This is an archived article that was published on in 2014, and information in the article may be outdated. It is provided only for personal research purposes and may not be reprinted.

Democrats lost three Utah House seats Tuesday that they initially thought they had won on election night, the official election canvass in Salt Lake County revealed.

That gives Republicans a 63-12 super majority in the House — the second-biggest margin in the last 80 years.

In House District 30 in West Valley City, former Republican Rep. Fred Cox regained his former seat by defeating Democrat Mike Lee by 47 votes, with 50.38 percent of the vote. Election night counts had shown Lee with a 108-vote edge. The seat was vacated by retiring Democratic Rep. Janice Fisher.

In House District 31 also in West Valley, Republican Sophia DiCaro upset four-term incumbent Democratic Rep. Larry Wiley by 195 votes or 52.3 percent of the vote. Wiley was ahead by 33 votes on election night.

In House District 44 in Murray, Republican Bruce Cutler defeated Democrat Christine Passey by 53 votes, with a 48.5 percent plurality. On election night, Passey had led by 152 votes. That seat had been vacated by retiring Democratic Rep. Tim Cosgrove

Salt Lake County Clerk Sherrie Swensen said results flipped after her office counted 29,042 by-mail ballots that arrived after election night. It also counted 9,491 provisional ballots cast on Election Day by people who had moved, or who participated in an Election Day registration pilot project.

Swensen added that none of the margins are close enough by law to permit a recount, so the current results are final. The results for all county races are available on the county clerk's website.

Before the election, Republicans held a 61-14 margin in the House. Democrats lost the three seats in Salt Lake County where results flipped Tuesday, but picked up a rural seat that covers Carbon, Emery and Duchesne counties with the election of former Rep. Brad King. The net loss of two Democratic seats now gives Republicans a 63-12 margin, or 84 percent of the seats.

That is the second-biggest Republican majority in the last 80 years, behind only an 85.5 percent majority in 1967 — when the House split was 59-10 with fewer overall seats.

A celebrating Sen. Todd Weiler, R-Woods Cross, tweeted: "Will the last Dem in the ‪#utleg minority caucus room please shut off the lights?"

Rep. Carol Moss, D-Holladay, tweeted back to him that "gloating doesn't become you." Weiler then responded, "Sorry, Carol. Just excited for some friends."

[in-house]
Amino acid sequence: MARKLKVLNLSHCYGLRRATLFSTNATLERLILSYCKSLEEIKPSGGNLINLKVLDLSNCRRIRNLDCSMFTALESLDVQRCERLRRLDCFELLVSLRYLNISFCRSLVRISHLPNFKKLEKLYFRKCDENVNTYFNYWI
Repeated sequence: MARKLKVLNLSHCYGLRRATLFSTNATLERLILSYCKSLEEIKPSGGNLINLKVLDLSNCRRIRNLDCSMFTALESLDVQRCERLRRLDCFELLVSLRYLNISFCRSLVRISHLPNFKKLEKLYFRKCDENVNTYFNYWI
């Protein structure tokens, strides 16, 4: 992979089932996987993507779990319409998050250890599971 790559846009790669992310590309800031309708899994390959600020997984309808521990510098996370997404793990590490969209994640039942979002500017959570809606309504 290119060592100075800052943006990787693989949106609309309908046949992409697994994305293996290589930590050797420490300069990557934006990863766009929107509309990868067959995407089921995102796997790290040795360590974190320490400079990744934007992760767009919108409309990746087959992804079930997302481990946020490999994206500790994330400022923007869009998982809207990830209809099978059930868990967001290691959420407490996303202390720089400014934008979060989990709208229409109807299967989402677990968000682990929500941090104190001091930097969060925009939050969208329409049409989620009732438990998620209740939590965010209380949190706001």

Retiring House Democratic leader Jennifer Seelig, D-Salt Lake City, lamented the losses, and said it will worsen an already tough situation for Democrats.

"We clearly need to work harder at being able to connect with people in a meaningful way. We love Utah, we care about Utah," and must communicate that better to voters, she said.

Also, she said the close margins should show everyone that her or his vote is important. "Every single vote counts. Every person matters in our democracy. Every voice has meaning."

Utah Republican Party Chairman James Evans trumpeted picking up the three extra House seats saying, "Our candidates' messages resonated with the voters of these districts and they showed that Utah voters appreciate honesty and hard work."

He added, "The party is excited about new Republican representation from the west side of Salt Lake County and looks forward to the many legislative accomplishments our newly-elected officials will achieve."

Cutler, one of the new winning candidates, said he "went through the emotions of having lost and the anticipation of the count coming today that I would lose as well," but the gloom lifted with his surprising win. Cutler, a software engineer, said when he received a text message at work saying he won,"I went yeah!" and made others look.

"It was a great feeling. Obviously, I also feel sorry for my opponent who was excited to win [initially] and now has to go through what I went through" on election night.

"I'm looking forward to serving the people of this district," Cutler said. And with the close vote, he added, "Obviously, I will have to serve people from both sides of the aisle."